Washington voters approve expanded domestic partnership rights

Washington voters approve expanded domestic partnership rights

[JURIST] Washington voters have narrowly approved Referendum 71 (R-71) [text, PDF], expanding the state's domestic partnership law, according to results Thursday. R-71 was a ballot measure that asked Washington residents to decide the fate of the state's 2009 domestic partnership law [materials; JURIST report], which has been nicknamed the "everything but marriage law," as it affords domestic partners all rights enjoyed by married couples under Washington state law. Under R-71, same-sex partners registered with the state will receive some 250 new rights [Olympian report] and all of the approximately 425 state rights afforded to married couples, including the rights to inherit a partner's public pension and to take leave to care for a sick or injured partner. The legislation was signed in May by the governor and originally set to take effect on July 26, but its implementation was put on hold pending the results of the referendum. Official results [materials] report that the measure was approved by 52.56 percent and rejected by 47.44 percent of voters, but it only carried nine of the state's 39 counties.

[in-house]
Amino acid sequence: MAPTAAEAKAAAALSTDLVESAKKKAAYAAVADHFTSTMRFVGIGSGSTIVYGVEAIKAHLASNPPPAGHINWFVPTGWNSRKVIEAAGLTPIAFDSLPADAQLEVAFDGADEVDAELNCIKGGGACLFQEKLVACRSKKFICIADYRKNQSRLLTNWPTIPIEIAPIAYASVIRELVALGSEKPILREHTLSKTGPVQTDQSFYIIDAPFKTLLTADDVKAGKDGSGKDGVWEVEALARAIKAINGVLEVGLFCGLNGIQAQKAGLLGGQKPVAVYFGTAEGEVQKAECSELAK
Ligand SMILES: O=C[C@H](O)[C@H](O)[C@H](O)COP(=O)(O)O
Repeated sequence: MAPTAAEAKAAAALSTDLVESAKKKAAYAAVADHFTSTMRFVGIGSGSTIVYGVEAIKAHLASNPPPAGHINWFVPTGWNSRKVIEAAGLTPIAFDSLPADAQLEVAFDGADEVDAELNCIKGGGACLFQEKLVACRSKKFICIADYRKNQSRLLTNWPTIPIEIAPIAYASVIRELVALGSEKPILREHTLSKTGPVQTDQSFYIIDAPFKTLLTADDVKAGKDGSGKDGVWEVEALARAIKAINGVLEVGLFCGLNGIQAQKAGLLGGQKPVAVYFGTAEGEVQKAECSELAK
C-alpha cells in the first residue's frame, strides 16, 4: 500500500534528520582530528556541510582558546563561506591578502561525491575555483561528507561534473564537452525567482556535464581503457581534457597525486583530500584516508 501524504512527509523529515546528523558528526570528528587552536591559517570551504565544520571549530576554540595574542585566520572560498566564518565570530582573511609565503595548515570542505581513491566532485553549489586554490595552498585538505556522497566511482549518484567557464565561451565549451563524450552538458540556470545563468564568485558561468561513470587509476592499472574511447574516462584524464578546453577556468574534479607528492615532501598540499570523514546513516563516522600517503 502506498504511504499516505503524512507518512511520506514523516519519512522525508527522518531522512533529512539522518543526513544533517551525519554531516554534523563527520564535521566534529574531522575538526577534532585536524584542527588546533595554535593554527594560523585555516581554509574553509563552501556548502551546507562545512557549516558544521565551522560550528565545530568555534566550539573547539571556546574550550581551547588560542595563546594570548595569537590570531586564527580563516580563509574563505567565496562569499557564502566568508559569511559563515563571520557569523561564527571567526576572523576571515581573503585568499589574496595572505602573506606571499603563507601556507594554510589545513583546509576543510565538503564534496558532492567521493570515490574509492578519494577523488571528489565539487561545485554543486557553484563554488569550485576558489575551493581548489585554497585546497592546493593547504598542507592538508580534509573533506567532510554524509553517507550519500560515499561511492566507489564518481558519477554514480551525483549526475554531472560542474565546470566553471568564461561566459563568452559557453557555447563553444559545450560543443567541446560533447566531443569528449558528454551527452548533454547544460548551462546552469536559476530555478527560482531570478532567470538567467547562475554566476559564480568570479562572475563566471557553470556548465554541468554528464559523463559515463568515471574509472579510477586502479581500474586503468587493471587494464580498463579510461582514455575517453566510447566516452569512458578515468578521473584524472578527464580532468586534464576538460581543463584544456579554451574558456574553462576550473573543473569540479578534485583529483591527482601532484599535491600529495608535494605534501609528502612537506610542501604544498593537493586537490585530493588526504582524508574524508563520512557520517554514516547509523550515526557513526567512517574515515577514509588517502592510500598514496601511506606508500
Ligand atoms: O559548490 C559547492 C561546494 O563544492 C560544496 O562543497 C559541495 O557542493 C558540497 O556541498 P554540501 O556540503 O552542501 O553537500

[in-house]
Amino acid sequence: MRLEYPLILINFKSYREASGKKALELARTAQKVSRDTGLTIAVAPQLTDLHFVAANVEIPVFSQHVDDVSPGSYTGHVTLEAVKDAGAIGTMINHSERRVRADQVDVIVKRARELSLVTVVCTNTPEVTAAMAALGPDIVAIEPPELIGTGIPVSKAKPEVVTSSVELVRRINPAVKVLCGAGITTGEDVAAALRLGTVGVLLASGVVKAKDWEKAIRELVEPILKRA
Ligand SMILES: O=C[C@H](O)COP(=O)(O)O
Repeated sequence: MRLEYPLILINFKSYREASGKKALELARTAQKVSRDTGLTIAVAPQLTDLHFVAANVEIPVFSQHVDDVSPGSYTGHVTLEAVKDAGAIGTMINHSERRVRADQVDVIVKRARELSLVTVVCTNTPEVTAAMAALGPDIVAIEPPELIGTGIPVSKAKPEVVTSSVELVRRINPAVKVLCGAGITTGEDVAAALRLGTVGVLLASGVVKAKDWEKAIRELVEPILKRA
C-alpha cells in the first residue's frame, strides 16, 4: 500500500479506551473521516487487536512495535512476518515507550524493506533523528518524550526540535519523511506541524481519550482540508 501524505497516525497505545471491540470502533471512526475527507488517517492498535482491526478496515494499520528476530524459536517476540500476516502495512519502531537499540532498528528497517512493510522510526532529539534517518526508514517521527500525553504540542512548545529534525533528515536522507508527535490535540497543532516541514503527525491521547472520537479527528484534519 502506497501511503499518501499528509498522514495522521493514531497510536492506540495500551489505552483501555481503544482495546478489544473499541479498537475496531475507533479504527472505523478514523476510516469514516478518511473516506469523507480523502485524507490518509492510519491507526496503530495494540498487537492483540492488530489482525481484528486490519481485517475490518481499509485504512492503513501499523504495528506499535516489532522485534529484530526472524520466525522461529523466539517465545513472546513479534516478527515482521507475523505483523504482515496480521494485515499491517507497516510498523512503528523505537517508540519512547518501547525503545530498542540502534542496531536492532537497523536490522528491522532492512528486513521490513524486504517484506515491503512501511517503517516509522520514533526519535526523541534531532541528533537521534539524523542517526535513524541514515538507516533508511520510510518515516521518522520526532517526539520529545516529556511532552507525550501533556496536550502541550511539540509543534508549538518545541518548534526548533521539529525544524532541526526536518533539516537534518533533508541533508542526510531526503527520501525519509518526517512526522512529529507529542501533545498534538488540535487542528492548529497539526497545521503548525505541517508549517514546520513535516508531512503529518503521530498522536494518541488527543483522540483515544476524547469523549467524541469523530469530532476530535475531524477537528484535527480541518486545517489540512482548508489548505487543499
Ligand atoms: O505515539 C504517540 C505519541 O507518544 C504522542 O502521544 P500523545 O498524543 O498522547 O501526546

R-71 builds on the earlier expansion of domestic partnership rights by lawmakers in 2007 and 2008. The 2007 domestic partnership law [text, PDF; JURIST report] allowed same-sex couples over the age of 18 living together to register with the state's domestic partnership registry. Registered same-sex couples were afforded hospital visitation rights, inheritance rights, and the right to authorize medical decisions for one's partner. In 2008, lawmakers expanded the previous year's law, giving domestic partners legal standing under laws covering probate and trusts, community property, and guardianship.